Maybe everyone will be able to have their cases thrown out due to the warrantless surveillance conducted on them prior to their arrest.

        Hahahaha! That's the funniest bit of satire I've read all day! The notion that the judicial branch would do their jobs, hahahaha!!!1!eleven!!

      • by Rinikusu (28164)

        Yeah, I can't wait until 12 year old kids get their own quadcopter "video" drones and can peep into chicks' windows 5 or 6 stories up...

        • by Aighearach (97333)

          He better peep while he can, but the time he's 14 he'll get charged as an adult and have to register as a sex offender for life!

      • by Aighearach (97333)

        The legal issues have already been well explored by the Courts. "But the pilot is remote/robotic" is just like "on the internet," it is not an impressive distinction. The drug was had the Courts already deciding that the cops can fly around and arrest you from whatever is in plain view from above, but they can't deploy technology such as IR (without a warrant) to detect indoor pot growers.

        There is no warrant required in the US for "surveillance," only for "searches." It isn't a "search" unless it can detect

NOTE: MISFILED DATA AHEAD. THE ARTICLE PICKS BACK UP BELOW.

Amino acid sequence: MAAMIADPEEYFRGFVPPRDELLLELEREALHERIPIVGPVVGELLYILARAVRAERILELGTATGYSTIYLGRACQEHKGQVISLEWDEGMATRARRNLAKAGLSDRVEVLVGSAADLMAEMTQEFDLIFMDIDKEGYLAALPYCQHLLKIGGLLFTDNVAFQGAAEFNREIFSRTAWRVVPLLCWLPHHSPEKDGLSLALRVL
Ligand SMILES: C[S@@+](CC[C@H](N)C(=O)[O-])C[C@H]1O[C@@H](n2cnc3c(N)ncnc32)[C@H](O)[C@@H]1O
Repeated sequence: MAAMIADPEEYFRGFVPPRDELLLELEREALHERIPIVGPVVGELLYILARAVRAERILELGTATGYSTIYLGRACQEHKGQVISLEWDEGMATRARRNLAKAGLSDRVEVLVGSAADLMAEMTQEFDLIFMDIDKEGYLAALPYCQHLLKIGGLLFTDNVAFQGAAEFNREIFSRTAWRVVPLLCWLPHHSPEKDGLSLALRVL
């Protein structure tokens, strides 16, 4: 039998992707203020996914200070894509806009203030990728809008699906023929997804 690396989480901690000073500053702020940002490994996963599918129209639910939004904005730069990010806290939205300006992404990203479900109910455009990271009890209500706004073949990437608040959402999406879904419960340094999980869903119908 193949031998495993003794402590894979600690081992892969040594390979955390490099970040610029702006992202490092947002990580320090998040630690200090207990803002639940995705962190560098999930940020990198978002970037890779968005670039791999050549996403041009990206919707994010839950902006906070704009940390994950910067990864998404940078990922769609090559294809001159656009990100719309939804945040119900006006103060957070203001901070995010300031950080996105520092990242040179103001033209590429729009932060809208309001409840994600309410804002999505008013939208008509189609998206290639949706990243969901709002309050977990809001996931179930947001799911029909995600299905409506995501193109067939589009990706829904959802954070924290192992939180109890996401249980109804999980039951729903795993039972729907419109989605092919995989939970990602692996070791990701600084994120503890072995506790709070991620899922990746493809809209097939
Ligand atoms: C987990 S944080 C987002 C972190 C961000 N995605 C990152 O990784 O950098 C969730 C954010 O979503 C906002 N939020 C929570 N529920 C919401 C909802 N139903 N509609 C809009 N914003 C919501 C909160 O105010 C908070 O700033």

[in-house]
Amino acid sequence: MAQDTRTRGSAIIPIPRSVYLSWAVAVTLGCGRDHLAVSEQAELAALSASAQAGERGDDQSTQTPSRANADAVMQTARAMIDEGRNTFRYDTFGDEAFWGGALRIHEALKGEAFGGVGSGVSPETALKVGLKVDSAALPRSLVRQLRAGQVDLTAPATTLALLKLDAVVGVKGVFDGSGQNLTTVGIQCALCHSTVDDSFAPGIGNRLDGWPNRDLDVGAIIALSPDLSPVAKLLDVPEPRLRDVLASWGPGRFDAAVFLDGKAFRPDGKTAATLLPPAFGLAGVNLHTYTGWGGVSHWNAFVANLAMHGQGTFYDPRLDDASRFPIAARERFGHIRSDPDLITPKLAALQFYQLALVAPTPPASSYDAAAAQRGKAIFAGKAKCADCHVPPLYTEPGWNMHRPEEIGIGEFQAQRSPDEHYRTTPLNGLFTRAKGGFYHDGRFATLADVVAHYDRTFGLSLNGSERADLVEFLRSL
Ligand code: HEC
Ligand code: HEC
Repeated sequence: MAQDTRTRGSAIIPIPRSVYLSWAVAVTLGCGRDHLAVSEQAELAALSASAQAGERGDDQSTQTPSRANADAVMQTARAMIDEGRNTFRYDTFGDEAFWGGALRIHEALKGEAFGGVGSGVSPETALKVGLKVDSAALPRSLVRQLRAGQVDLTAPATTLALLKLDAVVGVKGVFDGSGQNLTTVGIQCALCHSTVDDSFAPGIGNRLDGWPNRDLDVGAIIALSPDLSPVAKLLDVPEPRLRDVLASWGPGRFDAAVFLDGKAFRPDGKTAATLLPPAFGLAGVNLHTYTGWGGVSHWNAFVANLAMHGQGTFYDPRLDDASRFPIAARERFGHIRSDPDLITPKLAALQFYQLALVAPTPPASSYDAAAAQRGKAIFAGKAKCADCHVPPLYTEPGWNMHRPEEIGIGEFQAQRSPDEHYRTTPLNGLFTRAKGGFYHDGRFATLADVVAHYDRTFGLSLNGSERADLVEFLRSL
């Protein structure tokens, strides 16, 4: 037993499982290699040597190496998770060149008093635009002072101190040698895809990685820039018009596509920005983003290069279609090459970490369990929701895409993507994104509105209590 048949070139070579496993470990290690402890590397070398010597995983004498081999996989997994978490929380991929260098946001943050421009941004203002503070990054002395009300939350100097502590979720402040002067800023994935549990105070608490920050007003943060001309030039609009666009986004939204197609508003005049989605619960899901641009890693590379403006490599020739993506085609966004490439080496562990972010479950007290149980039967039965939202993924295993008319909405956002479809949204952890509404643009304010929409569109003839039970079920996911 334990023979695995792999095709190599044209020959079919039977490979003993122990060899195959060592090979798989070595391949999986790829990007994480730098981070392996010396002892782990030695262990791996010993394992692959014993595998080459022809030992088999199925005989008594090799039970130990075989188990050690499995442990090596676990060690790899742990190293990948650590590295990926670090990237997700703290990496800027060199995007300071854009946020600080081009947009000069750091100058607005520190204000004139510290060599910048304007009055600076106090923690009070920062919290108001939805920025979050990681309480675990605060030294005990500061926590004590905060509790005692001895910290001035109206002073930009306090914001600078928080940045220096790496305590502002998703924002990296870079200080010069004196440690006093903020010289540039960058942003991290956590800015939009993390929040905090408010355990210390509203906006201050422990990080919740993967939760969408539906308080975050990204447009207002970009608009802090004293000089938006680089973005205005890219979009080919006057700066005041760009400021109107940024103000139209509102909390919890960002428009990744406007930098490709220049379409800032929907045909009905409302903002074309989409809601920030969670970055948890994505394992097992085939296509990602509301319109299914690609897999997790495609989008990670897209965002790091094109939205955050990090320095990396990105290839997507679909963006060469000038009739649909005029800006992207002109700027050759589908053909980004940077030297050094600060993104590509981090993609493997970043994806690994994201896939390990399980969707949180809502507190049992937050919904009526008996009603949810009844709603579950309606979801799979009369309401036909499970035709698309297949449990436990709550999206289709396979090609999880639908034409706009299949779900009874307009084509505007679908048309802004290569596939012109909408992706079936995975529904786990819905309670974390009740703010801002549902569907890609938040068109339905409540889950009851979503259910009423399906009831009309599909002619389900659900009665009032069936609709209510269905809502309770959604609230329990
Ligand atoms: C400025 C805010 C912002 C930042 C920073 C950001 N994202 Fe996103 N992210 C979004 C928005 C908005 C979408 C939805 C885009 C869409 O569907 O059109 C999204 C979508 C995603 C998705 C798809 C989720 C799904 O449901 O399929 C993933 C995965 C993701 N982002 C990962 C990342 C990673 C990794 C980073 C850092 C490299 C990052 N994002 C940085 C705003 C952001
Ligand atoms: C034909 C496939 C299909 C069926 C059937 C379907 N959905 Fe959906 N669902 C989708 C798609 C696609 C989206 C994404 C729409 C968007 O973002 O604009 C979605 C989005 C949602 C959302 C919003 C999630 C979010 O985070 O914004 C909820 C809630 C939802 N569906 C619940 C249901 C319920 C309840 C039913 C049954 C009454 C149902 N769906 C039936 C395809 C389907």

• Compton also has the Ghetto Bird constantly overhead (most of L.A. does).
      One difference is you can hear it coming, unlike the drone which I am assuming is silent.

      Now, if they were looking in people's windows, that would be a bit creepier.

      Read: "All of Compton", this assumes back/front yards. Peeping into the backyard IMO is almost as bad as peeping into a window.

    • by antdude (79039)

      We're watching you right now. ;)

  • by dbc (135354) on Monday April 21, 2014 @08:50PM (#46811417)

    This seems like a general warrant to me. For civilian aircraft, there are minimum altitudes, and no general expectation of privacy from overhead observation at that distance. But in this case, this is for the purpose of gathering evidence. How is that not a general warrant?

    • by l0ungeb0y (442022)

      Why should we not have a general warrant?
      Isn't everyone a criminal that hasn't been convicted yet?

  • by Dereck1701 (1922824) on Monday April 21, 2014 @11:12PM (#46812215)